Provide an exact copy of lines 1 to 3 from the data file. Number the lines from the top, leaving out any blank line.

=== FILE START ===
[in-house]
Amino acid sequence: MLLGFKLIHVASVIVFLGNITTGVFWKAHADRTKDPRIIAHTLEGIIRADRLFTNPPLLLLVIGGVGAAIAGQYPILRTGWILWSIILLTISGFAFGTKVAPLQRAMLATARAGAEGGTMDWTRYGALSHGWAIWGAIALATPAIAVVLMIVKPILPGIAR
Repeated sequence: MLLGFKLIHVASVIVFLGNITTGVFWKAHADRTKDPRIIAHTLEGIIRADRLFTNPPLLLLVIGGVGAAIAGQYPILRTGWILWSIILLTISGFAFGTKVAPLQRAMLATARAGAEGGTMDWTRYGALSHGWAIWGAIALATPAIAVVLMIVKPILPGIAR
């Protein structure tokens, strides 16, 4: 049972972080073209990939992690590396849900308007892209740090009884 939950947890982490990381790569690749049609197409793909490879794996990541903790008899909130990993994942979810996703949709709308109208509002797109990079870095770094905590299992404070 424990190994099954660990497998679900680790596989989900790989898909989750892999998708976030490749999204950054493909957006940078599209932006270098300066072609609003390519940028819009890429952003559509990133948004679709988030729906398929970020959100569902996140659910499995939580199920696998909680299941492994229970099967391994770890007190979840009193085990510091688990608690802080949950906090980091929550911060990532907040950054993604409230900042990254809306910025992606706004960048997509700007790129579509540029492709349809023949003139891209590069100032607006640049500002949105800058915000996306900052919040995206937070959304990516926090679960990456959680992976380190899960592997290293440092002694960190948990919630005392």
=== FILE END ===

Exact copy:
[in-house]
Amino acid sequence: MLLGFKLIHVASVIVFLGNITTGVFWKAHADRTKDPRIIAHTLEGIIRADRLFTNPPLLLLVIGGVGAAIAGQYPILRTGWILWSIILLTISGFAFGTKVAPLQRAMLATARAGAEGGTMDWTRYGALSHGWAIWGAIALATPAIAVVLMIVKPILPGIAR
Repeated sequence: MLLGFKLIHVASVIVFLGNITTGVFWKAHADRTKDPRIIAHTLEGIIRADRLFTNPPLLLLVIGGVGAAIAGQYPILRTGWILWSIILLTISGFAFGTKVAPLQRAMLATARAGAEGGTMDWTRYGALSHGWAIWGAIALATPAIAVVLMIVKPILPGIAR